NASA and Elon Musk's SpaceX are setting out to study the possibility of using the private space company to boost the Hubble space telescope into a higher orbit, NASA announced yesterday. The pair signed a deal earlier this month that will see SpaceX study whether it’s possible for its Dragon spacecraft to safely rendezvous with the space telescope and move it to a more stable orbit potentially extending its lifetime.
Hubble has been scanning the skies since 1990, orbiting around 540 kilometers (335 miles) above Earth. Over recent years, however, its orbit has decayed and it’s slipped closer to our planet. Left alone, it would eventually drop back into Earth’s atmosphere and burn up.
Fortunately, Hubble is close enough to be serviced by astronauts, unlike JWST, which is 1.6 million kilometers (1 million miles) away. During its 32 years of service, five service missions have seen humans visit Hubble, the last time being in 2009. In the 13 years since then, Hubble has dropped about 32 kilometers (20 miles).
“Missions such as servicing Hubble would help us expand space capabilities to ultimately help all of us achieve our goals of becoming a space-faring, multiplanetary civilization,” Jessica Jensen, vice president of Customer Operations & Integration at SpaceX, said in a statement.
The latest plan of a potential service mission is very loose at the moment and there’s no guarantee it will go ahead. However, if it does prove viable, it could “add multiple years of operations to its life,” NASA said.
“This study is an exciting example of the innovative approaches NASA is exploring through private-public partnerships,” said Thomas Zurbuchen, associate administrator for the Science Mission Directorate. “As our fleet grows, we want to explore a wide range of opportunities to support the most robust, superlative science missions possible.”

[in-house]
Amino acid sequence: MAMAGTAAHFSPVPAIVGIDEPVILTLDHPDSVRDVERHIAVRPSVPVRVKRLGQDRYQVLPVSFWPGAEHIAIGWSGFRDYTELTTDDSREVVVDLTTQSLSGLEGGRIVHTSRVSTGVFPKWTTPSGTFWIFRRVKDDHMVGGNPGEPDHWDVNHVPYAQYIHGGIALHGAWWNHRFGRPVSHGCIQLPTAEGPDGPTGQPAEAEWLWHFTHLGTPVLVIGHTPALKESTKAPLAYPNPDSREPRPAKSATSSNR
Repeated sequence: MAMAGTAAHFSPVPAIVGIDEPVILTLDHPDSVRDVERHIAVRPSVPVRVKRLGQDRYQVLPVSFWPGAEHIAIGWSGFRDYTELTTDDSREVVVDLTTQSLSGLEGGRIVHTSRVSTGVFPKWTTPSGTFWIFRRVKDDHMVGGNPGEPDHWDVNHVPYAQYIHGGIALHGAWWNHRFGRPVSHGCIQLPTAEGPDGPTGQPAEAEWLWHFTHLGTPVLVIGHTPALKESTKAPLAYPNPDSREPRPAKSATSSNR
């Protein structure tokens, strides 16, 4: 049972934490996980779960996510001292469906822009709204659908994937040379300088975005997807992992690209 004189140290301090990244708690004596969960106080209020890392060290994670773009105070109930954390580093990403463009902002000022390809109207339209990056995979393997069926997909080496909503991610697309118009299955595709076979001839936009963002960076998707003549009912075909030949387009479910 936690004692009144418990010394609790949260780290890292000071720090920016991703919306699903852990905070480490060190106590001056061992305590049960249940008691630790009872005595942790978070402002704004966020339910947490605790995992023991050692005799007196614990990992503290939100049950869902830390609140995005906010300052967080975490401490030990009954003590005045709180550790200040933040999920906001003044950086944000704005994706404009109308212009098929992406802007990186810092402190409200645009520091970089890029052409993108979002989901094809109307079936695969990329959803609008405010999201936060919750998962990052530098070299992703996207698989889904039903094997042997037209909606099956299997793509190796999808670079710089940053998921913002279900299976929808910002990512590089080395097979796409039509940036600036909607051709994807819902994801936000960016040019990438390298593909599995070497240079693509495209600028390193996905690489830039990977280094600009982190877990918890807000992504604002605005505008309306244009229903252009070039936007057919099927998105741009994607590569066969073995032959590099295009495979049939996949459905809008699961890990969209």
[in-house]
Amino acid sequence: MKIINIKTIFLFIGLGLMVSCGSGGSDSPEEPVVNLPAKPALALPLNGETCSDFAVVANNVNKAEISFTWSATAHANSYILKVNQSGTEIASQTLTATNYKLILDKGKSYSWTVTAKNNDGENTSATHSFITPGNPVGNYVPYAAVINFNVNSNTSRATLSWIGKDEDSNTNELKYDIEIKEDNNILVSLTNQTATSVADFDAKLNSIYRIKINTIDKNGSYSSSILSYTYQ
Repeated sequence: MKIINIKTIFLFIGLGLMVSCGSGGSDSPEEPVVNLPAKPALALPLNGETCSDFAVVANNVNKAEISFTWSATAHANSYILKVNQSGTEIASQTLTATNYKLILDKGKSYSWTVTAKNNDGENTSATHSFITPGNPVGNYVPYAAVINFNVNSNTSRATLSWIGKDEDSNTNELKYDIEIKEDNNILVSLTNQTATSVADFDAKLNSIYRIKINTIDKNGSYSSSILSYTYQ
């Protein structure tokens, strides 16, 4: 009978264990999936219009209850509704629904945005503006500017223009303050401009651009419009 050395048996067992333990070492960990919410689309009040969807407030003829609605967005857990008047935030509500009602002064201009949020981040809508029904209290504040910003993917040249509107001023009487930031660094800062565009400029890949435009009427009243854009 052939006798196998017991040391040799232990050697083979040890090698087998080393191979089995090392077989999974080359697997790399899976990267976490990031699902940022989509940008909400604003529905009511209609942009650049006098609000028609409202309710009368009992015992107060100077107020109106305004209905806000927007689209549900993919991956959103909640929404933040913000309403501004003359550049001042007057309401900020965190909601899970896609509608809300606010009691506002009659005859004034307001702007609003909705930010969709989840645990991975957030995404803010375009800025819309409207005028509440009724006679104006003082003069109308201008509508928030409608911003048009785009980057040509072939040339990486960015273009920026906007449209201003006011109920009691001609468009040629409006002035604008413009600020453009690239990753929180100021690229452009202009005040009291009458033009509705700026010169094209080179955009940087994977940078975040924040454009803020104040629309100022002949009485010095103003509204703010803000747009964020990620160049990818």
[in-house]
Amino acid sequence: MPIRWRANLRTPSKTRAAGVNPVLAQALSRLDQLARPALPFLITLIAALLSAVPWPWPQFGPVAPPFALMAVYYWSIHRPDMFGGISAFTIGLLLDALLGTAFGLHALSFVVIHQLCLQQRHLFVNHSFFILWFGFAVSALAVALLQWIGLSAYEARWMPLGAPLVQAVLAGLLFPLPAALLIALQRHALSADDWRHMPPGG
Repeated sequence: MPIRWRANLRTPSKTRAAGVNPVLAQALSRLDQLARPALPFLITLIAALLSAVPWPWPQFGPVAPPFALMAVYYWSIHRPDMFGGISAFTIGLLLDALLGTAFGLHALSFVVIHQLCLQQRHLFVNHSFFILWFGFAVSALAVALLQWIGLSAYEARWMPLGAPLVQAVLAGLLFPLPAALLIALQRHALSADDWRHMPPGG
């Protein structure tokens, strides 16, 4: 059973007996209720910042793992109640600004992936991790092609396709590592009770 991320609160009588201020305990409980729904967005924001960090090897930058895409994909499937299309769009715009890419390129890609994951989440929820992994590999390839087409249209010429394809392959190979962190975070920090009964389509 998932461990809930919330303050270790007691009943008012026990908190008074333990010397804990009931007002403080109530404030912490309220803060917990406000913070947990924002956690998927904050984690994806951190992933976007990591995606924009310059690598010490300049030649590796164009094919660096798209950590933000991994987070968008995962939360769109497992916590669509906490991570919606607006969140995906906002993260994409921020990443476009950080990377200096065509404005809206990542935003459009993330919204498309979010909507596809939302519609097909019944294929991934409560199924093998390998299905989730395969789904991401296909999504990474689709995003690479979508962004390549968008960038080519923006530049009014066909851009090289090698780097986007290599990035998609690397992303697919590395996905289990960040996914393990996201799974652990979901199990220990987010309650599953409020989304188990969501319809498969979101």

Hubble and Space X's Dragon could serve as test models but this type of space mission could be used for other spacecraft in near-Earth orbit, and by other space companies, NASA said.
Even if the mission doesn’t go ahead, Hubble still has a few more years of life left in it.
“Hubble is doing great. After more than 32 years, Hubble remains incredibly productive, scientifically. We expect Hubble will remain operational until the later part of this decade if not into the next,” Patrick Crouse, Hubble project manager, said during the press conference on September 29. “
"Hubble has had more than 1.5 million observations to date and generated more than 19,000 peer-reviewed science papers, arguably making Hubble one of the most productive scientific instruments in history."
Hubble has helped to significantly deepen our understanding and appreciation of the universe. Perhaps its most famous image is the “Pillars of Creation,” pictured above, an iconic image of colossal pillars of interstellar gas and dust in the Eagle Nebula some 7,000 light-years from Earth. As hard as it is to believe, those pillars are roughly 4 to 5 light-years tall.
When it comes to space telescopes, there’s a new kid on the block: JWST, the most expensive and most powerful space telescope ever constructed. JWST has been pitted as the “successor” to Hubble, but it’s by no means rendered the old dog redundant. Hubble continues to capture incredible content, including images of the DART mission that saw a spacecraft crash into an asteroid earlier this week.
“It's in its 33rd year and, frankly, Hubble is more exciting than ever because it's a complimentary asset to the JWST,” said Zurbuchen.